Ohio Livestock Coalition keeps emphasis on communication

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COLUMBUS — When he was contacted in the fall of 2010 about showing his company’s meat processing plant on one of the nation’s largest talk shows — The Oprah Winfrey Show — it would have been easy for Cargill’s Communications Director Mike Martin to say no.

In fact, he kind of did at first. The Oprah team first wanted local farming activist Michael Pollan to do the interview, but Martin said he didn’t feel his company — which is heavily industrialized — would get a fair shake.

So the Oprah team reworked its proposal, with a new and experienced journalist in mind, and Martin made the leap. He told a crowd at the 15th annual Ohio Livestock Coalition Sept. 7 in Columbus, that he did the interview to help dispel some of the food myths at the time, and to make sure agriculture was fairly represented.

The story that aired was viewed by millions and showed the whole process of moving cattle through a modern meat processing plant.

Taking risks

It was a risky decision, because Martin was unsure how the video might be used.

“It Could have been a good story, or you might have had somebody different standing here talking to you today,” he said half jokingly.

Lucky for him, and Cargill, it was largely considered a good story. And a good example of how modern agriculture needs to share its message.

The video helped the company explain how the meat industry works, and it prevented the interview from being dominated by the ideological views of food activists.

“We were playing offense,” Martin said. “We took 10 minutes away from Michael Pollan throwing rocks at the industry.”

As Martin sees it, farmers and their industries need to take more time away from their critics — by simply sharing their side.

”If we can space away in newspapers from our critics, by being responsive, if we can take air time away from our critics by participating, we start to win, or at least win more because our voice is heard,” he said.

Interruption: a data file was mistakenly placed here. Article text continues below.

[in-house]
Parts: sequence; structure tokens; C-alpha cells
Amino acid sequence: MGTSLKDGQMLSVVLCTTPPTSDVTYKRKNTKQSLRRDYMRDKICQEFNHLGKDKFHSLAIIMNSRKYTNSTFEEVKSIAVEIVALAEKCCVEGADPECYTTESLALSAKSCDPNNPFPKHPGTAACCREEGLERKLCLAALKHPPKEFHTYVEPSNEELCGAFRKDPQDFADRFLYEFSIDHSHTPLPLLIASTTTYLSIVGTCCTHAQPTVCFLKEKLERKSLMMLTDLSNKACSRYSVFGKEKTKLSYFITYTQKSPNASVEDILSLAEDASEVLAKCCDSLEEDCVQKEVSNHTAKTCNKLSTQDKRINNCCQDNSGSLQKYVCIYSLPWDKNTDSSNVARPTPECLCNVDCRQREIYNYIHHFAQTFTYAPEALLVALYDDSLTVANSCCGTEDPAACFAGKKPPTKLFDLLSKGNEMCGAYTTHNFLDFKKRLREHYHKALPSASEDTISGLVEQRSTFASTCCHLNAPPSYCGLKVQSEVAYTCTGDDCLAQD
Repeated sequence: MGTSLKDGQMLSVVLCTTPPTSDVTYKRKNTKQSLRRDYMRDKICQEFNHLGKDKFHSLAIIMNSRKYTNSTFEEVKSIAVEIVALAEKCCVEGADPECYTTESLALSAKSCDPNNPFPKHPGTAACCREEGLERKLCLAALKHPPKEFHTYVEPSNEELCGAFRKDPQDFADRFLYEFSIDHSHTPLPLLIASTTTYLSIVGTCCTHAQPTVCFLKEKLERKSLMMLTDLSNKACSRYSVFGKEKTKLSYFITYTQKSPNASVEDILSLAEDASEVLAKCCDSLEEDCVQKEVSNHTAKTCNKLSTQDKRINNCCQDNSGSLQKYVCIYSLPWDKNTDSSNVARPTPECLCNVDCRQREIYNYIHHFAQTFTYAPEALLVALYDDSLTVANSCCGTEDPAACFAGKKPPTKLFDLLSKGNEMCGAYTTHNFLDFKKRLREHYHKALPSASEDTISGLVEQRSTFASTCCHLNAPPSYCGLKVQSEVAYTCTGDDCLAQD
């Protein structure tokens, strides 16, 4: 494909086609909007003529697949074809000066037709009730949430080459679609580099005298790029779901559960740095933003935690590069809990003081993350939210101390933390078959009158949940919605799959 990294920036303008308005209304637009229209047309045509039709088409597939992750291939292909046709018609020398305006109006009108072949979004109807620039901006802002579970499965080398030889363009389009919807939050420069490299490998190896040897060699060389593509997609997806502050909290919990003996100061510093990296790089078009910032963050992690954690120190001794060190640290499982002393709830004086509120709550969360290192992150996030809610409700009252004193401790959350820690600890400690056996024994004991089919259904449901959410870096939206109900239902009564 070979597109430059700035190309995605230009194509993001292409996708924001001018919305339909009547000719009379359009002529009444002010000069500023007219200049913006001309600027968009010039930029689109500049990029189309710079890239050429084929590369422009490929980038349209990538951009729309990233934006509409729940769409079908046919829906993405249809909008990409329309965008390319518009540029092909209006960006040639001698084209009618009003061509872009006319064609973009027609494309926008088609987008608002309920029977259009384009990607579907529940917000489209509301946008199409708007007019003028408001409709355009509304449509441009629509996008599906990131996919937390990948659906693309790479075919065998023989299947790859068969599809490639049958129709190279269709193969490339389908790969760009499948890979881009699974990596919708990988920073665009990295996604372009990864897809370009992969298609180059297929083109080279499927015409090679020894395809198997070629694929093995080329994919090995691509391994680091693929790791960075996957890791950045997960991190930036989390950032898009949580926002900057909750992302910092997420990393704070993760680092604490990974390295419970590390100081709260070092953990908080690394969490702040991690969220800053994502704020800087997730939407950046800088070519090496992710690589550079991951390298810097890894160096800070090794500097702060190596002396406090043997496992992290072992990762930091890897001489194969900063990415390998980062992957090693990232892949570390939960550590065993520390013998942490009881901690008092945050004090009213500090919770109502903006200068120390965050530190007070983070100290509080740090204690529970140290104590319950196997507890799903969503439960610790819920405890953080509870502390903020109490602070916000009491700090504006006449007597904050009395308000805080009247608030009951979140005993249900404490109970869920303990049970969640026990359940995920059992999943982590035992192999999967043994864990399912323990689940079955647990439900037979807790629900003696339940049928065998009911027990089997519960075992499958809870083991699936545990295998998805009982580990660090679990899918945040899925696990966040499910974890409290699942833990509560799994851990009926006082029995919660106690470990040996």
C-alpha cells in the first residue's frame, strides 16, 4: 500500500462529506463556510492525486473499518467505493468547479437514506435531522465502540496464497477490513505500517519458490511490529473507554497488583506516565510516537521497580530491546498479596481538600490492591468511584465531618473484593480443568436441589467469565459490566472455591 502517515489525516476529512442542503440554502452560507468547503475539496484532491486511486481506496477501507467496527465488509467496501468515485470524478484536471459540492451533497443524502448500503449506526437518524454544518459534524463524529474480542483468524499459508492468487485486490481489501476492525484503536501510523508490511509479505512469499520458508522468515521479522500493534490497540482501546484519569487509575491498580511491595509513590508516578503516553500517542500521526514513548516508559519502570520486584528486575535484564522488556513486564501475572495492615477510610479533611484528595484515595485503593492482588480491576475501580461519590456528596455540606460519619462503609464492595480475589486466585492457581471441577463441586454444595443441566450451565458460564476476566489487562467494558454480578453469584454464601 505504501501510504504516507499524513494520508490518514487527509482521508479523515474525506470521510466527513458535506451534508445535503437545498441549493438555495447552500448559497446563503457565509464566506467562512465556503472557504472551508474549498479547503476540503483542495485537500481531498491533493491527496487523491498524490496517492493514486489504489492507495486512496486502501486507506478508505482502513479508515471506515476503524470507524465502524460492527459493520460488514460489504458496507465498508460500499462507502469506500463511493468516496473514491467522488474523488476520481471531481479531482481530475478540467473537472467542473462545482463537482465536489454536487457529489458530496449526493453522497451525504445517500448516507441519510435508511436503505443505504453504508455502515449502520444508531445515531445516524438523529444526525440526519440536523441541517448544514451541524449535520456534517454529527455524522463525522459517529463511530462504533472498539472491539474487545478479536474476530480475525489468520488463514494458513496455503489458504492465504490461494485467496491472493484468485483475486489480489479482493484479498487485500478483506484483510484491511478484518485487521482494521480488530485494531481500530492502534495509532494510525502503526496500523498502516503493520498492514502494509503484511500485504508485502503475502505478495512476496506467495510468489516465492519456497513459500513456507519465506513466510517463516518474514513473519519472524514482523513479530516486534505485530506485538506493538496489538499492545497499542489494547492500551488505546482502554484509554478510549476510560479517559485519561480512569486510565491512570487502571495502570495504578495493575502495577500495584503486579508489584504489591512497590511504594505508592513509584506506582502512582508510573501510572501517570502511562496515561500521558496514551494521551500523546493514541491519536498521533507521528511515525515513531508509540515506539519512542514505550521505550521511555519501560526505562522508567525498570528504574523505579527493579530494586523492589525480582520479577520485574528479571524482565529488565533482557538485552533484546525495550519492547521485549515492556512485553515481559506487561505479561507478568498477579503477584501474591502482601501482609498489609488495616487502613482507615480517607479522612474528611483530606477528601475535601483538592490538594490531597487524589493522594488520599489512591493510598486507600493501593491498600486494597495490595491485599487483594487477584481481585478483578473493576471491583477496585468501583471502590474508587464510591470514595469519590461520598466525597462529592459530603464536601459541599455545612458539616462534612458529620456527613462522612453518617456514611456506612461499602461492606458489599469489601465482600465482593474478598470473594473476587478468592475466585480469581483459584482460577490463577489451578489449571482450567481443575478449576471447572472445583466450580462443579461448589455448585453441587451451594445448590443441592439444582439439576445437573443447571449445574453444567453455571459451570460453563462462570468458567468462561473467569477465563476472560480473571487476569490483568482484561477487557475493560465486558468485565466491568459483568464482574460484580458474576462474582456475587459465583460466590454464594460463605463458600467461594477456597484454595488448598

Advancing livestock

The Ohio Livestock Coalition represents all major livestock in the state and was well attended by crop and livestock association members.

Its president, former state veterinarian Dave Glauer, opened the meeting with comments about how the OLC is working to unify the livestock industry — especially in regards to attacks by opponents and the spread of misinformation.

Charlie Arnot, CEO of the Center for Food Integrity discussed farmers’ evolving efforts to do a better job communicating with consumers, and preventing distrust.

A key point to his speech is that facts and numbers aren’t enough, and that farmers need a “social license” or a social acceptance, to be in business.

“You can’t demonstrate your commitment of caring with data,” he said. “Numbers and facts aren’t a way to prove that you’re committed to doing what’s right.”

Arnot said science is still a “crucial element” of what farmers do, but they need to go further if they want to secure public trust.

He encouraged them to watch out for each other, because what happens on one farm can shape the public image of the rest. He also said farmers need to develop working relationships with consumers — before there’s an issue — so the consumer will be more likely to trust the farmer.

Be transparent

And, he encouraged them to embrace transparency and be open about what they do and why. In an era of instant Internet access and cell phones, he said nothing is hidden.

“Transparency is really no longer optional,” he said. “Somebody is watching everything you do, all the time.”

Ron Kensinger, newly appointed chairman of Ohio State University’s Department of Animal Sciences, spoke about the importance of “appreciating” all that farmers and ranchers do, as well as the entire food system.

He started in January and OSU is the fifth land grant university where he’s worked and studied.

“You are the model that everyone in the United States ought to be following,” he said.

Awards

Several environmental stewardship awards were presented.

• The Ohio Pork Producers Council stewardship award went to Krikke Pork of Huron County.

• The Ohio Cattlemen’s award went to the Berry family of Fairfield County.

• The Ohio Sheep Improvement Association award went to Francis and Shirley Steffee of Muskingum County.

• The Ohio Dairy Producers Association award went to Virgil Gasser and family of Wayne County.

• The Ohio Poultry Association award went to the Knapke family of Meiring Poultry Farm near Fort Recovery.

• Neighbor of the Year award went to Stan and Karen Carmony of Carmony Farms, a dairy operation in Wayne County.

About the Author

Chris Kick lives in Wooster, Ohio. An American FFA Degree recipient, he holds a bachelor’s in creative writing from Ashland University. He spends his free time on his grandparents’ farms in Wayne and Holmes counties. More Stories by Chris Kick

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